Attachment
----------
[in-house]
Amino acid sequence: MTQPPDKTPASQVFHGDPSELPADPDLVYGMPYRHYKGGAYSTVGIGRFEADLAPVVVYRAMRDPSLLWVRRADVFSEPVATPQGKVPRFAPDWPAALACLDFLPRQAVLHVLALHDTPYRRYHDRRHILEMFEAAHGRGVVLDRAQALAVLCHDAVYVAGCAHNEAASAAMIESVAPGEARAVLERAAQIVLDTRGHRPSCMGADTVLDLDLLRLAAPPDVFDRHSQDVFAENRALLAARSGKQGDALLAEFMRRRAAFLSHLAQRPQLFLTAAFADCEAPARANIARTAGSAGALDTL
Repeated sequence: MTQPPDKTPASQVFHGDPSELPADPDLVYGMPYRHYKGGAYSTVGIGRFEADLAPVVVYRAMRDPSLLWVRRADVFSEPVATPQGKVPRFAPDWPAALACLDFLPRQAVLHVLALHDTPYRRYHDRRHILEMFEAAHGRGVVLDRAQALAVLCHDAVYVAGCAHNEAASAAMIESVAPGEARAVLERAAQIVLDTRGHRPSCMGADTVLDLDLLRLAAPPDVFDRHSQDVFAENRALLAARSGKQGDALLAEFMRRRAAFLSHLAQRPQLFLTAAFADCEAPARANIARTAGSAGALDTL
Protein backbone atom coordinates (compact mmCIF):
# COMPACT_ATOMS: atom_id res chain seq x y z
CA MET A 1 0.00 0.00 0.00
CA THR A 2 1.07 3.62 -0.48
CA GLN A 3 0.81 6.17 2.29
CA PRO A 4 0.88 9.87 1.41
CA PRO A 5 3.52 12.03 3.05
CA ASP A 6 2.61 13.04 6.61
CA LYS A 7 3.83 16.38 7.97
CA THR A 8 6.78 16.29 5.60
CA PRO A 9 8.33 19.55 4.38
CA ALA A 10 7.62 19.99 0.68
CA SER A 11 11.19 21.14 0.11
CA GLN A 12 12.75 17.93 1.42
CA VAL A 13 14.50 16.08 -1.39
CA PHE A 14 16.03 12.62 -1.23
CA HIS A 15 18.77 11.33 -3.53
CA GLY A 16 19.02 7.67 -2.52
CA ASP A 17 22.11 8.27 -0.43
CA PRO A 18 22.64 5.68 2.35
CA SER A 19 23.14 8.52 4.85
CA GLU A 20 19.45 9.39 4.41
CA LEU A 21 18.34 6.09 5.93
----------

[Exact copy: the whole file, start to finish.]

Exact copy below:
[in-house]
Amino acid sequence: MTQPPDKTPASQVFHGDPSELPADPDLVYGMPYRHYKGGAYSTVGIGRFEADLAPVVVYRAMRDPSLLWVRRADVFSEPVATPQGKVPRFAPDWPAALACLDFLPRQAVLHVLALHDTPYRRYHDRRHILEMFEAAHGRGVVLDRAQALAVLCHDAVYVAGCAHNEAASAAMIESVAPGEARAVLERAAQIVLDTRGHRPSCMGADTVLDLDLLRLAAPPDVFDRHSQDVFAENRALLAARSGKQGDALLAEFMRRRAAFLSHLAQRPQLFLTAAFADCEAPARANIARTAGSAGALDTL
Repeated sequence: MTQPPDKTPASQVFHGDPSELPADPDLVYGMPYRHYKGGAYSTVGIGRFEADLAPVVVYRAMRDPSLLWVRRADVFSEPVATPQGKVPRFAPDWPAALACLDFLPRQAVLHVLALHDTPYRRYHDRRHILEMFEAAHGRGVVLDRAQALAVLCHDAVYVAGCAHNEAASAAMIESVAPGEARAVLERAAQIVLDTRGHRPSCMGADTVLDLDLLRLAAPPDVFDRHSQDVFAENRALLAARSGKQGDALLAEFMRRRAAFLSHLAQRPQLFLTAAFADCEAPARANIARTAGSAGALDTL
Protein backbone atom coordinates (compact mmCIF):
# COMPACT_ATOMS: atom_id res chain seq x y z
CA MET A 1 0.00 0.00 0.00
CA THR A 2 1.07 3.62 -0.48
CA GLN A 3 0.81 6.17 2.29
CA PRO A 4 0.88 9.87 1.41
CA PRO A 5 3.52 12.03 3.05
CA ASP A 6 2.61 13.04 6.61
CA LYS A 7 3.83 16.38 7.97
CA THR A 8 6.78 16.29 5.60
CA PRO A 9 8.33 19.55 4.38
CA ALA A 10 7.62 19.99 0.68
CA SER A 11 11.19 21.14 0.11
CA GLN A 12 12.75 17.93 1.42
CA VAL A 13 14.50 16.08 -1.39
CA PHE A 14 16.03 12.62 -1.23
CA HIS A 15 18.77 11.33 -3.53
CA GLY A 16 19.02 7.67 -2.52
CA ASP A 17 22.11 8.27 -0.43
CA PRO A 18 22.64 5.68 2.35
CA SER A 19 23.14 8.52 4.85
CA GLU A 20 19.45 9.39 4.41
CA LEU A 21 18.34 6.09 5.93